Prions are worth an examination when thinking about alive/not alive distinctions. Prions are a form of protein. The prion enters a cell, bonds to a "normal" variant of itself found in almost every living cell and proceeds to refold the protein from its regular helical shape into a different but stable sheet shape. It seems to have a preference for neural tissue. It doesn't add or subtract anything from the original protein but functions, according to the NIH high school teacher's guide, like a transformer toy.
The result is what's typically called some form of "spongiform encephalopathy." The nervous tissue develops holes throughout. Mad Cow Disease, scrapies,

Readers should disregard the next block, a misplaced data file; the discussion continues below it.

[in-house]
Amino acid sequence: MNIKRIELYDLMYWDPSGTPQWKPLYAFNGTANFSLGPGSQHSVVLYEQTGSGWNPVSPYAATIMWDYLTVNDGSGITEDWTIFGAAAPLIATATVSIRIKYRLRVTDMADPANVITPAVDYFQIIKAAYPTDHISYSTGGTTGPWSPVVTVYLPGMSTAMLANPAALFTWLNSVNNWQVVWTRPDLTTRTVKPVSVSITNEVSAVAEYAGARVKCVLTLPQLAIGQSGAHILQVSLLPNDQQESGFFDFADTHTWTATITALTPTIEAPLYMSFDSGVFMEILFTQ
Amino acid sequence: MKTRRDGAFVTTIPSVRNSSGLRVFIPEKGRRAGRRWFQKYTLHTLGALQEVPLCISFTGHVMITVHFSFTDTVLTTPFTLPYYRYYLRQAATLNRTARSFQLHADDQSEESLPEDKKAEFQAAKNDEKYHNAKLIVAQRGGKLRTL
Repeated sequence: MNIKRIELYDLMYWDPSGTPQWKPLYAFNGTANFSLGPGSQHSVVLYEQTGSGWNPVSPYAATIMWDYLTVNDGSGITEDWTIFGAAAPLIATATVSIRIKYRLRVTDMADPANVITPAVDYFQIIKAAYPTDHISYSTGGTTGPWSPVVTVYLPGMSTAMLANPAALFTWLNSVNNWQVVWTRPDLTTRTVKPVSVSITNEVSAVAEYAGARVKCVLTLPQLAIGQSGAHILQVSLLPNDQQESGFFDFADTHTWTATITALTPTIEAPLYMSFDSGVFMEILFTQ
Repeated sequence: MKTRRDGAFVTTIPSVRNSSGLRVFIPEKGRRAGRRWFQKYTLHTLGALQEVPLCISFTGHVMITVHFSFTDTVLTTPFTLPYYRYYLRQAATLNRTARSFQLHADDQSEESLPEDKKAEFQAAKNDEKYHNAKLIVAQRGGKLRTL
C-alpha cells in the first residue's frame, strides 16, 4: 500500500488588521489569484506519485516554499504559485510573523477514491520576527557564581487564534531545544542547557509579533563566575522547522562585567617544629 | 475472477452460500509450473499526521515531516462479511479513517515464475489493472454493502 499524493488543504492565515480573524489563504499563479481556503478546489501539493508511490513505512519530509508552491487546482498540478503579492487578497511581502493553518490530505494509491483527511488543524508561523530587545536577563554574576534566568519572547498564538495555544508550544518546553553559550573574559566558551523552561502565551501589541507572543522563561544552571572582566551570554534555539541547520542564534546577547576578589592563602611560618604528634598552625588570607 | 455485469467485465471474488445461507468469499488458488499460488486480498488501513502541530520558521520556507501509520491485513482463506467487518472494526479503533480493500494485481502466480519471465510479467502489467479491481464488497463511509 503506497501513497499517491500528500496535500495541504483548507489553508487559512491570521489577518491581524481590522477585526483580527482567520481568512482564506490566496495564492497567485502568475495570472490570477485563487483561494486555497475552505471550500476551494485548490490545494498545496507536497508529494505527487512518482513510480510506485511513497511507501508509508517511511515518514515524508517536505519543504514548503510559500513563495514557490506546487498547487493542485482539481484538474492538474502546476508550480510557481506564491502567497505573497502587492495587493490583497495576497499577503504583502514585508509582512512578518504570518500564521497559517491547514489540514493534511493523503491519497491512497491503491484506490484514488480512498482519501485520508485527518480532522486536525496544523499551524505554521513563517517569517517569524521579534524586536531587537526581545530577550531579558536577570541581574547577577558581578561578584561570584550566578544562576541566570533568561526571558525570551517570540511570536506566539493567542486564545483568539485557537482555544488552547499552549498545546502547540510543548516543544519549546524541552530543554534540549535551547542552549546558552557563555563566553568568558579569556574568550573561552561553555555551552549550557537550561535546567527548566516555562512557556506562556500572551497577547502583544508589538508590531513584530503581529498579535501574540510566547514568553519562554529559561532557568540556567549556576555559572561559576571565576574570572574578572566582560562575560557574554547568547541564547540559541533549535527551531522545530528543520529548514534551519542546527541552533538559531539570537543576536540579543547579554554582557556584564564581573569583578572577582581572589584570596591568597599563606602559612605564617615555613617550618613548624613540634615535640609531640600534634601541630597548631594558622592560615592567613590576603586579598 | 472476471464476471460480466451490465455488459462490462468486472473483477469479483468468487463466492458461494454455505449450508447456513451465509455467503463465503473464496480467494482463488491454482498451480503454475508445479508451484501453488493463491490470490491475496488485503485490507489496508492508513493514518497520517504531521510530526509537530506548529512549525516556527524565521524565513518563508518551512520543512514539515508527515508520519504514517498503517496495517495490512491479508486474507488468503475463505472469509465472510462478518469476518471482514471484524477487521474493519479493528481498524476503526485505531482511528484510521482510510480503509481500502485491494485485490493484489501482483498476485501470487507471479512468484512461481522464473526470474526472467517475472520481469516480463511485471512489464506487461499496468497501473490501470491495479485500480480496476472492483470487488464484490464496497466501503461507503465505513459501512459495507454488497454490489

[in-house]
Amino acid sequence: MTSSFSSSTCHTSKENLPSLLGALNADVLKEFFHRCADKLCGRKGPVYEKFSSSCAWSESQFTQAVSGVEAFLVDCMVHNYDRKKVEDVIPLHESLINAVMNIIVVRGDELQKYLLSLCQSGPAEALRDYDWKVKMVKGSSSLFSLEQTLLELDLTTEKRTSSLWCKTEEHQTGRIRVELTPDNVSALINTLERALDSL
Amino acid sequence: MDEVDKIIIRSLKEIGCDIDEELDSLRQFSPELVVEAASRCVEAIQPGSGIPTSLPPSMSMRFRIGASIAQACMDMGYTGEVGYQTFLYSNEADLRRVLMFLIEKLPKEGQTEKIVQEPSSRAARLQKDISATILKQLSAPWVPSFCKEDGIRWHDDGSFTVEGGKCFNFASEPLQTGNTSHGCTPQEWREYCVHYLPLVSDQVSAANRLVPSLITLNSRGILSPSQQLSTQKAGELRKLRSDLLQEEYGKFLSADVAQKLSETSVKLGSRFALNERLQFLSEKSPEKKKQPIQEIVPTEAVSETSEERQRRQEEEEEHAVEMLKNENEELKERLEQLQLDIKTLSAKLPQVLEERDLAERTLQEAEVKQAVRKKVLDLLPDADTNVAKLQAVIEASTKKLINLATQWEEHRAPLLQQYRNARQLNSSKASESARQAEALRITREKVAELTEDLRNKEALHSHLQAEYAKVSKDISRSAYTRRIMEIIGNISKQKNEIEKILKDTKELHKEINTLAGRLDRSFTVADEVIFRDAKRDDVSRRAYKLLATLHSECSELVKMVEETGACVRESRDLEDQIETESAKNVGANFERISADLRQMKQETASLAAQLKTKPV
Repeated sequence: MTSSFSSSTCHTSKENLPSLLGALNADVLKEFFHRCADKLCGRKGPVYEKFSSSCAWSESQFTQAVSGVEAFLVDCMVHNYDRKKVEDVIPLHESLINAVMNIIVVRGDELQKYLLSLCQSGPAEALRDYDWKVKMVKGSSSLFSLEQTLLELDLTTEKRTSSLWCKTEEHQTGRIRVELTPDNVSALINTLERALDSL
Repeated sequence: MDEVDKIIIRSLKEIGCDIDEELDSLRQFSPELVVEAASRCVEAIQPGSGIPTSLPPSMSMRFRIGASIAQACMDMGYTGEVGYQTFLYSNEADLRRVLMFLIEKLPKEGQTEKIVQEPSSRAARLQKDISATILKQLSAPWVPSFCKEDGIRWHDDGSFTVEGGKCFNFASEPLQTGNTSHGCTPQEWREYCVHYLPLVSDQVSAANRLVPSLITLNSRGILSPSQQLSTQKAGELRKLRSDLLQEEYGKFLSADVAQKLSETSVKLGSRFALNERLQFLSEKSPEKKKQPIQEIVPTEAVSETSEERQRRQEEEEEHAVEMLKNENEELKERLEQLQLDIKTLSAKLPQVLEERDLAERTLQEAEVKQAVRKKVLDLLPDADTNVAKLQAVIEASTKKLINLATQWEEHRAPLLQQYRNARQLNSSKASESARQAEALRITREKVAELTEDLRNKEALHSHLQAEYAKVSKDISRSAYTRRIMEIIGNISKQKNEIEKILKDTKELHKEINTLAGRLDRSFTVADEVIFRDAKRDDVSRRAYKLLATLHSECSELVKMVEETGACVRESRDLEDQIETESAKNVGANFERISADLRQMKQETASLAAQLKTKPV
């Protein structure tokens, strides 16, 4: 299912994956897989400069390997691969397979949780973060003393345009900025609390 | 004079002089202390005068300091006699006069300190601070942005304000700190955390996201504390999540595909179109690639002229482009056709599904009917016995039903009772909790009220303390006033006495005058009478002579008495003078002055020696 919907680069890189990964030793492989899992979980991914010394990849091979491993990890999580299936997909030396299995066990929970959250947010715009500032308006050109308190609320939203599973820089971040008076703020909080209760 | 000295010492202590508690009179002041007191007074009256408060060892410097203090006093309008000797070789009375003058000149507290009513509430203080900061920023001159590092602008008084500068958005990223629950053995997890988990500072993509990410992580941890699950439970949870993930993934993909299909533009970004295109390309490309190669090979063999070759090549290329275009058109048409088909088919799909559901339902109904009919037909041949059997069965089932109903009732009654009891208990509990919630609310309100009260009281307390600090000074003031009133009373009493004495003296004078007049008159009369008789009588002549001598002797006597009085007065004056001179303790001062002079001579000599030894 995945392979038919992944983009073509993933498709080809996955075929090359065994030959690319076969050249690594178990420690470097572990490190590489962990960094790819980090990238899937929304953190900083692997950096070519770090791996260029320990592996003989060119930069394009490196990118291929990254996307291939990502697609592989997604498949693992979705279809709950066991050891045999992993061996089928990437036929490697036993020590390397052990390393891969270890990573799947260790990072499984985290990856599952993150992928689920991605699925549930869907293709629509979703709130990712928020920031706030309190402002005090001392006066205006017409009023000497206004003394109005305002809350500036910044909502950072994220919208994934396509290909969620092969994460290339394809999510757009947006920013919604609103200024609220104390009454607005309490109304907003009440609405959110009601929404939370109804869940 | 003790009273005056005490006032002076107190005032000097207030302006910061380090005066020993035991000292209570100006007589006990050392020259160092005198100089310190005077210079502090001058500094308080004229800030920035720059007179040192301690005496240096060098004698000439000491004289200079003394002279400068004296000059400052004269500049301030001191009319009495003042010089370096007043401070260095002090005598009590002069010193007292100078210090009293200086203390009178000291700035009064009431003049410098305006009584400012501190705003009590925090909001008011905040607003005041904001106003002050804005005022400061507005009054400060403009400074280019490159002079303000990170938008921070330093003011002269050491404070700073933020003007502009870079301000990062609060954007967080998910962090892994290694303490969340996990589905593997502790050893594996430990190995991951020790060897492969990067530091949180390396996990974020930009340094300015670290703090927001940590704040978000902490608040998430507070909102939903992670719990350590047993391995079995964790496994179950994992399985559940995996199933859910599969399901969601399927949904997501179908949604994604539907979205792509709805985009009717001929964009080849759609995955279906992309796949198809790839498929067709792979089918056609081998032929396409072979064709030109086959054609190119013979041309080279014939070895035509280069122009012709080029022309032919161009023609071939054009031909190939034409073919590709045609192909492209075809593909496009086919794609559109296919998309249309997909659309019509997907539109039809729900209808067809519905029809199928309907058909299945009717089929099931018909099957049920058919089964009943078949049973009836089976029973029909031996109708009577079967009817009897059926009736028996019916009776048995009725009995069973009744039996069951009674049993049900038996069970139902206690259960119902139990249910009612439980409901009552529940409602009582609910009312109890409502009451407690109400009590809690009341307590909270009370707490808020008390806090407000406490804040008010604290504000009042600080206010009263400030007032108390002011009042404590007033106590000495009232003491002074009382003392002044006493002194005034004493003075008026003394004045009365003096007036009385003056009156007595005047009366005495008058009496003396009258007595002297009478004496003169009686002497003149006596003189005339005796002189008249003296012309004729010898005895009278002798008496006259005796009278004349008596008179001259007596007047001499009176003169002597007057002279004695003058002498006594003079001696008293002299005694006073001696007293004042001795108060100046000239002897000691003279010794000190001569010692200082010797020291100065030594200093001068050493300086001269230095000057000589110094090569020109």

Creutzfeld-Jacobson's disease and others are the result.
These proteins are transmissible, they replicate, if they were not able to adapt, then they would not have been able to have forms able to infect so many different species, including fungi, apparently, at this point.
What seems particularly interesting is that the protein can be synthesized in the laboratory, from scratch, first in its non-infectious and then in its infectious forms.
If true, it's possible that this information may have something to say to those who hold a literal belief in the biblical story of creation. I do not; and still I found the news a bit of a shock, that anybody might have knocked together anything even approaching life in a laboratory seemed to me altogether fantastical.
Not to mention the possibility of a new Kingdom of life:
Plants, Animals, Viruses, Prions. Of course, I may be wildly off base.
Yours in a daze, BobK.